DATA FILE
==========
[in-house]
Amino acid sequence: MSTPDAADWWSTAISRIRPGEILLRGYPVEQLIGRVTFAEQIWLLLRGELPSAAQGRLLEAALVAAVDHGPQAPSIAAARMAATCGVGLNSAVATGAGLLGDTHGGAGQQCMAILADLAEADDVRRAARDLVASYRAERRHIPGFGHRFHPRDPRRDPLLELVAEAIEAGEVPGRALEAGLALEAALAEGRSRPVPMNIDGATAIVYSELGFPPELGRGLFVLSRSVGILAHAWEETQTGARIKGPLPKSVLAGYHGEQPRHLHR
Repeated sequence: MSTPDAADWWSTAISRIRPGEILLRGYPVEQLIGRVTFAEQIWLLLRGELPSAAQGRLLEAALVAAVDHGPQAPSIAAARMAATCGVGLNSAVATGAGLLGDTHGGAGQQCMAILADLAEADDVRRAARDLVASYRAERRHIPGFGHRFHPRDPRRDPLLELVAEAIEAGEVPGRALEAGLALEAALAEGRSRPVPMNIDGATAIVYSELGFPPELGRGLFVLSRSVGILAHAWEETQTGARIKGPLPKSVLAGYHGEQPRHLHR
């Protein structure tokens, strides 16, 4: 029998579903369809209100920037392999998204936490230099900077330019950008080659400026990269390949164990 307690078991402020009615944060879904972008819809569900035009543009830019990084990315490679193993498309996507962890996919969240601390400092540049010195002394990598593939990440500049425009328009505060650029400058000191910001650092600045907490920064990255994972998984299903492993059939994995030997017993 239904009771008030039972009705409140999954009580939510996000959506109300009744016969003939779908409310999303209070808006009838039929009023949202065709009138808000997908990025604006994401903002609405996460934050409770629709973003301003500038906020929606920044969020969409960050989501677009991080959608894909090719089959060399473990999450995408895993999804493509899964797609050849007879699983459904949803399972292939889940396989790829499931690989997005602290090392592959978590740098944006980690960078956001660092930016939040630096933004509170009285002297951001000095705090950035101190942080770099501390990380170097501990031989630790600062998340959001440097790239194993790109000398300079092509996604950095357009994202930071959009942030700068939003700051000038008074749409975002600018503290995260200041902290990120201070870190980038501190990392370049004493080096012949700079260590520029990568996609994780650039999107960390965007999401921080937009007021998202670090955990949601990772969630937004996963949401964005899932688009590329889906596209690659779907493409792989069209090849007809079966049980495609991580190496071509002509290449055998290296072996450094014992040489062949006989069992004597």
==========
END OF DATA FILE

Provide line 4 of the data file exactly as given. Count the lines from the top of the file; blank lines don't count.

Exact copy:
């Protein structure tokens, strides 16, 4: 029998579903369809209100920037392999998204936490230099900077330019950008080659400026990269390949164990 307690078991402020009615944060879904972008819809569900035009543009830019990084990315490679193993498309996507962890996919969240601390400092540049010195002394990598593939990440500049425009328009505060650029400058000191910001650092600045907490920064990255994972998984299903492993059939994995030997017993 239904009771008030039972009705409140999954009580939510996000959506109300009744016969003939779908409310999303209070808006009838039929009023949202065709009138808000997908990025604006994401903002609405996460934050409770629709973003301003500038906020929606920044969020969409960050989501677009991080959608894909090719089959060399473990999450995408895993999804493509899964797609050849007879699983459904949803399972292939889940396989790829499931690989997005602290090392592959978590740098944006980690960078956001660092930016939040630096933004509170009285002297951001000095705090950035101190942080770099501390990380170097501990031989630790600062998340959001440097790239194993790109000398300079092509996604950095357009994202930071959009942030700068939003700051000038008074749409975002600018503290995260200041902290990120201070870190980038501190990392370049004493080096012949700079260590520029990568996609994780650039999107960390965007999401921080937009007021998202670090955990949601990772969630937004996963949401964005899932688009590329889906596209690659779907493409792989069209090849007809079966049980495609991580190496071509002509290449055998290296072996450094014992040489062949006989069992004597």